I am assuming the word “labours” to include all kinds of work, including what we are doing here today

Pausing at midday

Facilitator: Please say the words in bold

My brothers and sisters,
our help is in the name of the eternal God,
who is making the heavens and the earth.

Eternal Spirit,
flow through our being and open our lips,
that our mouths may proclaim your praise.

Let us worship the God of love.
Alleluia. Alleluia.

Bible Reading            Psalm 119:129–135

Your steadfast love is wonderful:

therefore I treasure your wisdom.

When your word goes forth

it gives light and understanding to the simple.

I opened my mouth and drew in my breath,

for my delight was in your counsel.

Look upon me and show me kindness,

as is your joy for those who love your name.

Keep my steps steady in your word,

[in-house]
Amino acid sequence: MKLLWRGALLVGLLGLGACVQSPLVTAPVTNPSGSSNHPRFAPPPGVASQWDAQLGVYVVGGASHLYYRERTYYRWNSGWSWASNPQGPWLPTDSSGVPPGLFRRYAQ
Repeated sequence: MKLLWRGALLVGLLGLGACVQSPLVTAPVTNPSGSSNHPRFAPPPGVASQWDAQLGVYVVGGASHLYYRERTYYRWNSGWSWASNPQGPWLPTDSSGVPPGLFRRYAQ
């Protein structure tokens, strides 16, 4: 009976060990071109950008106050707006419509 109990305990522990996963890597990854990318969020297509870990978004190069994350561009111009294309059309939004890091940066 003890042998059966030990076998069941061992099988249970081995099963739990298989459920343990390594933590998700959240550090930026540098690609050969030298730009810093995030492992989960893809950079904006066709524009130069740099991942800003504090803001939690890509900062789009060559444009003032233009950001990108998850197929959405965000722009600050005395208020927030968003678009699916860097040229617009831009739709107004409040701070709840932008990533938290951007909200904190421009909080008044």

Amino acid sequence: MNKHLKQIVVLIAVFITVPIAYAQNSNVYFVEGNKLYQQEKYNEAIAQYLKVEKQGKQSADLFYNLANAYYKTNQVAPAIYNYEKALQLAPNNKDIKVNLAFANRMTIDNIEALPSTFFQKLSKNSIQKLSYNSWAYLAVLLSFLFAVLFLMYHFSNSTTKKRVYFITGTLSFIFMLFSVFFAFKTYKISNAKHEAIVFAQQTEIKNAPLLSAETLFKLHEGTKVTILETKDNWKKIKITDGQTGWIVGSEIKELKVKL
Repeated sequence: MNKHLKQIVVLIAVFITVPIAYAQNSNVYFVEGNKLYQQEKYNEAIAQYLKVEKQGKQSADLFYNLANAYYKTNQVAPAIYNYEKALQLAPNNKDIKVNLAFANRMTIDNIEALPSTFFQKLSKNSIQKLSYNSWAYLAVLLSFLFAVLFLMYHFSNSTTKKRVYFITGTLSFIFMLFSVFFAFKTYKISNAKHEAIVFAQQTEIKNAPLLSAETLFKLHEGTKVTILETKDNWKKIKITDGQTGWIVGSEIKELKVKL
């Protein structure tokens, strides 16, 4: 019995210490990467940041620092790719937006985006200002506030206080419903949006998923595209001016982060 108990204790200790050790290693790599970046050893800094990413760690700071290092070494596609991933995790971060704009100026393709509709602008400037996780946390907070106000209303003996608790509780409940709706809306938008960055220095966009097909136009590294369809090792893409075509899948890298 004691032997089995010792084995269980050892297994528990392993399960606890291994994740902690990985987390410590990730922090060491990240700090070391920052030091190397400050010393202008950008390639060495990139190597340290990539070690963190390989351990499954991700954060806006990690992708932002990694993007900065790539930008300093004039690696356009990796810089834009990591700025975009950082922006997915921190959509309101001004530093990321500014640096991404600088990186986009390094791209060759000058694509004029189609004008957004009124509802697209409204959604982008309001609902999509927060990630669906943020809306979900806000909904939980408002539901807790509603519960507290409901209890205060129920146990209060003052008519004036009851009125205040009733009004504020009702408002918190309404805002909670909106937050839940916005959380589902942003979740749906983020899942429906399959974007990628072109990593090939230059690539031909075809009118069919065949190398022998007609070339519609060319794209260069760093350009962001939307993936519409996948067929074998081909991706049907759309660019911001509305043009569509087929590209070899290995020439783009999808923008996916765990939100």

and so shall no wickedness get dominion over me.

Relieve me from the weight of oppression,

and so shall I keep your commandments.

Show the light of your face upon your servant,

and teach me your way.


O Christ our rest,

We pause amidst the labours of this day,

to remember the best reason for our labouring.

We labour, O Lord, as stewards of your creation,

and of stewards of the gifts you have apportioned to each of us

for the good of all.

Bless then the works of our hands

and minds and hearts, O God,

that they might bear fruit for your greater purposes.

May our work this day be rendered

First as service to you, that the benefits of it might be eternal.

Receive this, the offering of our labours, O Lord.


Let us be at peace within ourselves.


Let us accept that we are profoundly loved

and need never be afraid.


Let us be aware of the source of being

that is common to us all

and to all living creatures.


Let us be filled with the presence of the great compassion

towards ourselves and towards all living beings.


Realising that we are all nourished

from the same source of life,